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Three big packs from Suns-Mavs Game 8

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In many ways, Opening Night for the Phoenix Suns against the Dallas Mavericks was a microcosm of the entire May playoff series.

This series of seven games was close, but not that close. Sure, it took seven games but each match felt like a blast for one team or the other, as Rocky Balboa and Apollo Creed (or maybe Ivan Drago vs. Apollo?) who took turns doing hay.

The teams faced each other again on Opening Night of the 2022-23 season and guess what – this time, as it was a one-game only series, they decided to cut the straw makers in half. The Mavericks won the first half by 17 points, while the Suns won the second half by 19 points (there’s a better Rocky/Apollo composition!).

On the surface, the Suns looked STILL stunned and dizzy from May’s haymaker in the hands of the Mavs throughout the first half. Experts around the world filled social media timelines where the Suns died as they are now being built. Buried. Completed. At best, you’re lucky to find a play-in place. That Luke broke them. Ayton didn’t even care.

But then, probably after all these commoners turned off their televisions, the Suns spirit came back to life.

Early in the third quarter, it was enough. After falling into this Mavs to 27 on May 13, then 33 on May 15 and now the next game, after five months of working on it 22 more points one minute into the third quarter… in the second half they finally shook off the cobwebs and said ‘oh hey, we remember playing basketball!’

On the surface, the Suns looked like they were on the brink of death, but then they magically found their mojo again. Plump.

But it is not that simple. Here are my takeaways from the game.

Switched to Manto Book

Chris Paul’s team for nearly two years and having both All-Star and All-NBA appearances in both seasons is now Devin Booker’s team for good reason.

Once again, Paul was swallowed by the Mavericks defense. They put tall defenders on it, stayed ahead the entire time, never let a heavyweight tall man attack it, never let it reach their spot… and once again, it was out of a show. Paul’s only goal of the game came late in the second quarter after the Suns trailed 20 points. Sound familiar?

Last time, head coach Monty Williams still stubbornly stayed with Paul. This time around, Williams made the biggest decision, if not his entire coaching career, at least during the Suns tenure, even as the Suns battled for a close match in the late fourth quarter. In the fourth round, he refused to bring Paul back for his usual last three minutes, instead driving the Point Book to the end.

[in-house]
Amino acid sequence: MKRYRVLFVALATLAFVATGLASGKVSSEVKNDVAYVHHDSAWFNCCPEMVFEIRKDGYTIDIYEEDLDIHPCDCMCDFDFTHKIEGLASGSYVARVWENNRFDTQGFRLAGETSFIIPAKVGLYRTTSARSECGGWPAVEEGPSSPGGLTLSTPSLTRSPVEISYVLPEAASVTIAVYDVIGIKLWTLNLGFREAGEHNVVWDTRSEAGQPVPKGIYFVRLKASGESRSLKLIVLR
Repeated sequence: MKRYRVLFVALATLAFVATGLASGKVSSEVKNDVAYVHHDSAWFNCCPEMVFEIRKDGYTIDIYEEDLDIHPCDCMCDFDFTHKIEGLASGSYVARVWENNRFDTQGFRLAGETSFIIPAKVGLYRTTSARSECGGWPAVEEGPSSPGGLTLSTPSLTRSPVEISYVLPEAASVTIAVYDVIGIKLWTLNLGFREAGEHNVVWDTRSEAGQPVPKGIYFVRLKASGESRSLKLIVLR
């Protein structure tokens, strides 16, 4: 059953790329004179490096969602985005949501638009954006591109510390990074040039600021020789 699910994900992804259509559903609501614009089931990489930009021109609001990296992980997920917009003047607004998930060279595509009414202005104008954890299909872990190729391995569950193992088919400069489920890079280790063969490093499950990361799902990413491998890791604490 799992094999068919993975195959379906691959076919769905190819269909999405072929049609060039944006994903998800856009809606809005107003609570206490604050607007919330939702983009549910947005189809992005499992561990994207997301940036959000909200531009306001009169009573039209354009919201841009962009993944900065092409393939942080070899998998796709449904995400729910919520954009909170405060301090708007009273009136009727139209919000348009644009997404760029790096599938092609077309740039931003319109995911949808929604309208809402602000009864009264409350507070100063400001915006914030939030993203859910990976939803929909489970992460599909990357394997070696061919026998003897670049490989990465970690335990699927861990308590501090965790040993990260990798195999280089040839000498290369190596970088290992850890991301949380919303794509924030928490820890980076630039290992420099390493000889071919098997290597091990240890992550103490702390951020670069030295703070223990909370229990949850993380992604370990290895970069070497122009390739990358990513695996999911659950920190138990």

You see, the Suns mantle changed last night.

Now, in a life-or-death moment (believe me, if the Suns lost that game, their future was dead), Monty Williams rightly saw the light: put the ball straight into the All-Star, All-NBA, MVP nominee Devin Booker’s hands and lead the show in the clutch. allowed.

Booker’s fourth 8-minute period: 7 points, 6 assists, 0 turnovers, +17. He had a 17-point comeback in the last eight minutes, with most leading guards preparing the offense, smashing the paint and finding the right man. When the Mavericks trapped him in midfield, he quickly and decisively knocked out Ayton or another midfielder, who made the game to score.

This was Booker’s game that needed to be closed.

“The book was really good at gatherings, even when we were 15 behind,” Monty Williams said of the final eight-minute flashback.

The closing cast of the book: himself, Deandre Ayton, Mikal Bridges, Cameron Payne and Damion Lee. (Cam Johnson had a cramp that gave Lee a chance to shut up)

Williams said he knocked Paul out at 6:41 in his designated rotation, hoping to get Paul back in the game as usual with the three-minute mark. But the Booker-led group was rolling, so Monty let them stick with it.

“I just felt that staying with Cam was a move,” Williams said casually. “Chris was engaged and telling guys, it’s almost like he’s really there… Cam did a great job with this group, this group as a whole is pretty good on both sides, and I made fun of him.”